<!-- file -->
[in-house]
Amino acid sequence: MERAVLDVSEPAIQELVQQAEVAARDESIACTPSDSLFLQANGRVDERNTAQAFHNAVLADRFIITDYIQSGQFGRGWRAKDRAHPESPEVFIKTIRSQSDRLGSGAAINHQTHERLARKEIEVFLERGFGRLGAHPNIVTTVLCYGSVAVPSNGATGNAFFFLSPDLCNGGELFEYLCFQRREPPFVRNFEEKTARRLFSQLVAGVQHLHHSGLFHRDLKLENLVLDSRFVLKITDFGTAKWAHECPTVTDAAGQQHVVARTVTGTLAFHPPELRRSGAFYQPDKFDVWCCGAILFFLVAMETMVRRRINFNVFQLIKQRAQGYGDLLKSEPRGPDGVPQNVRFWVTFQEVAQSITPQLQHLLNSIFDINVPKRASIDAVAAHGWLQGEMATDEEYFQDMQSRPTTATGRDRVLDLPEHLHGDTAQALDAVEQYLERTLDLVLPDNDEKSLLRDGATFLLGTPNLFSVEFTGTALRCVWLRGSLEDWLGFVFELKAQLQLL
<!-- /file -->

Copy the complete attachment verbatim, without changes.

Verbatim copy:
[in-house]
Amino acid sequence: MERAVLDVSEPAIQELVQQAEVAARDESIACTPSDSLFLQANGRVDERNTAQAFHNAVLADRFIITDYIQSGQFGRGWRAKDRAHPESPEVFIKTIRSQSDRLGSGAAINHQTHERLARKEIEVFLERGFGRLGAHPNIVTTVLCYGSVAVPSNGATGNAFFFLSPDLCNGGELFEYLCFQRREPPFVRNFEEKTARRLFSQLVAGVQHLHHSGLFHRDLKLENLVLDSRFVLKITDFGTAKWAHECPTVTDAAGQQHVVARTVTGTLAFHPPELRRSGAFYQPDKFDVWCCGAILFFLVAMETMVRRRINFNVFQLIKQRAQGYGDLLKSEPRGPDGVPQNVRFWVTFQEVAQSITPQLQHLLNSIFDINVPKRASIDAVAAHGWLQGEMATDEEYFQDMQSRPTTATGRDRVLDLPEHLHGDTAQALDAVEQYLERTLDLVLPDNDEKSLLRDGATFLLGTPNLFSVEFTGTALRCVWLRGSLEDWLGFVFELKAQLQLL